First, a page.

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Albert Camus' The Stranger

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Albert Camus' The Stranger

What if the past has no meaning and the only point in time of our life that really matters is that point which is happening at present. To make matters worse, when life is over, the existence is also over; the hope of some sort of salvation from a God is pointless. Albert Camus illustrates this exact view in The Stranger. Camus feels that one exists only in the world physically and therefore the presence or absence of meaning in one's life is alone revealed through that event which he or she is experiencing at a particular moment. These thoughts are presented through Meursault, a man devoid of concern for social conventions found in the world in which he lives, and who finds his life deprived of physical pleasure--which he deems quite important--when unexpectedly put in prison. 

The opening line of the novel sets the tone for Meursault's dispassion towards most things. The novel is introduced with the words: "Maman died today. Or yesterday maybe, I don't know" (3). Although the uncertainty originates with an ambiguous telegram, it seems that the tone alone could justify changing the meaning of the words 'I don't know' to 'I don't care.' In a sense, in the days following, he only goes through the motions of the vigil and then the funeral; the only emotion he expresses is joy when his bus takes him home and he is able to sleep. At one point, he looks back at the events of the past few days, realizes that he has to go to work, and notes: "that, really, nothing had changed" (24). Despite these reactions, there is evidence that Meursault did indeed love his mother, observed both in his defensive argument at the 'old people's' home as to why she was put there in the first place and in his recollections...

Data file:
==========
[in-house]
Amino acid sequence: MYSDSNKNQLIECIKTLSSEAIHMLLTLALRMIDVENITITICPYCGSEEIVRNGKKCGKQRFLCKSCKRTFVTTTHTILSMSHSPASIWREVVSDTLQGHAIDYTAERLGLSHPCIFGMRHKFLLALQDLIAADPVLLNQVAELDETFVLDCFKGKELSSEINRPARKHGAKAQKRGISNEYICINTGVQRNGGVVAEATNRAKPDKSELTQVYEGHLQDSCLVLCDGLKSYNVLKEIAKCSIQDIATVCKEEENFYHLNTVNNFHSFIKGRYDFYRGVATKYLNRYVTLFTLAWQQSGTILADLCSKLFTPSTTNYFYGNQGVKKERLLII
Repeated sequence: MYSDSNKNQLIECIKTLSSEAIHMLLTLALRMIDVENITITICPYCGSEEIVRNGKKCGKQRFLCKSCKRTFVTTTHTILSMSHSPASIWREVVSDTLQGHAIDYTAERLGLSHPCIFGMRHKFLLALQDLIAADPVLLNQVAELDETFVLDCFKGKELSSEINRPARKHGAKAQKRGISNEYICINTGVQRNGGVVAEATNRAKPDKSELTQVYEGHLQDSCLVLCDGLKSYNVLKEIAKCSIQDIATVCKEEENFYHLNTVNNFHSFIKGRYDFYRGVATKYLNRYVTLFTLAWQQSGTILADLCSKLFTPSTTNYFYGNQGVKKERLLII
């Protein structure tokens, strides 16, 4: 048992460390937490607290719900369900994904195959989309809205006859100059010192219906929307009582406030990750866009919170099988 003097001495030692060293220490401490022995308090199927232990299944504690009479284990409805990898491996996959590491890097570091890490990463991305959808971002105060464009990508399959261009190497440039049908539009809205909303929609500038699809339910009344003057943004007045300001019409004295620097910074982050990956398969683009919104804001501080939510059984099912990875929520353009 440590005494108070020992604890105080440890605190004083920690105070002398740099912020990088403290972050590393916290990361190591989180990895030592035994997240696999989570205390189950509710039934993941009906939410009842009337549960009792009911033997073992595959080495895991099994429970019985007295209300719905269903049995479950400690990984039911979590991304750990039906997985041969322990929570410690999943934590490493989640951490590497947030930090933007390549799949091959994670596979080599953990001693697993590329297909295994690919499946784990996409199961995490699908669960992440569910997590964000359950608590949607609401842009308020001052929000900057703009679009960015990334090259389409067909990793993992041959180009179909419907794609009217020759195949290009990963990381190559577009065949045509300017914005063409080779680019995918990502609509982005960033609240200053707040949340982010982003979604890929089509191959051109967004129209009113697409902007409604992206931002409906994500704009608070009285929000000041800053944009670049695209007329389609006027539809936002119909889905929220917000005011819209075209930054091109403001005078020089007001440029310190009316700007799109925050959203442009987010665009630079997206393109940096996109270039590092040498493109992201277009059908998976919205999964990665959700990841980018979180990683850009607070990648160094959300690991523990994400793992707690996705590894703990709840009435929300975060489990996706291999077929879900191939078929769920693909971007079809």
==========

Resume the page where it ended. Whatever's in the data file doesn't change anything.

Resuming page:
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...has no comprehension of the objects in its existence--as he is unconcerned with the objects in his own life and finds meaning only within himself.

Meursault does not care for objects in his world. He does not see the importance of certain words whose definitions attempt to explain human relationships either amongst themselves or their emotions in general. He does not follow 'conventional' social beliefs nor does he believe in God, nor salvation. Meursault however loves his life. It is a pure love derived from enjoying his existence on a day-to-day basis, rarely looking back and never looking forward. His love is not dependent on doing what society or some religion has deemed correct, but on what he feels he wants to do despite what most would consider common.

Work Cited

Camus, Albert. The Stranger. Trans. Matthew Ward. New York: Vintage International, 1989.

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